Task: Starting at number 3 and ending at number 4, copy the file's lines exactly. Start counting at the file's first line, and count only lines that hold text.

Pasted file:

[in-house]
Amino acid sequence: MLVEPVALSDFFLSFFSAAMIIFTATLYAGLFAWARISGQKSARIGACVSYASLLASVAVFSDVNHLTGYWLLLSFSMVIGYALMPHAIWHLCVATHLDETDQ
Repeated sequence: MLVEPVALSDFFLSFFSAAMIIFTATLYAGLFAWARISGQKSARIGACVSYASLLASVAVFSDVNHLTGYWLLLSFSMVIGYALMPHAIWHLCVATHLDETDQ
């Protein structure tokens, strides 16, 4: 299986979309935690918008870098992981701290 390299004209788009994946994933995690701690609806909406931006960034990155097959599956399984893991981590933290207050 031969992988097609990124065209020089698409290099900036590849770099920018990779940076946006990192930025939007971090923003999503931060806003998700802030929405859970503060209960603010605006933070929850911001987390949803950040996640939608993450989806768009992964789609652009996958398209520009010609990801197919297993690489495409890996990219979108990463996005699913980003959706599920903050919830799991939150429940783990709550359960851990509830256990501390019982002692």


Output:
Repeated sequence: MLVEPVALSDFFLSFFSAAMIIFTATLYAGLFAWARISGQKSARIGACVSYASLLASVAVFSDVNHLTGYWLLLSFSMVIGYALMPHAIWHLCVATHLDETDQ
């Protein structure tokens, strides 16, 4: 299986979309935690918008870098992981701290 390299004209788009994946994933995690701690609806909406931006960034990155097959599956399984893991981590933290207050 031969992988097609990124065209020089698409290099900036590849770099920018990779940076946006990192930025939007971090923003999503931060806003998700802030929405859970503060209960603010605006933070929850911001987390949803950040996640939608993450989806768009992964789609652009996958398209520009010609990801197919297993690489495409890996990219979108990463996005699913980003959706599920903050919830799991939150429940783990709550359960851990509830256990501390019982002692």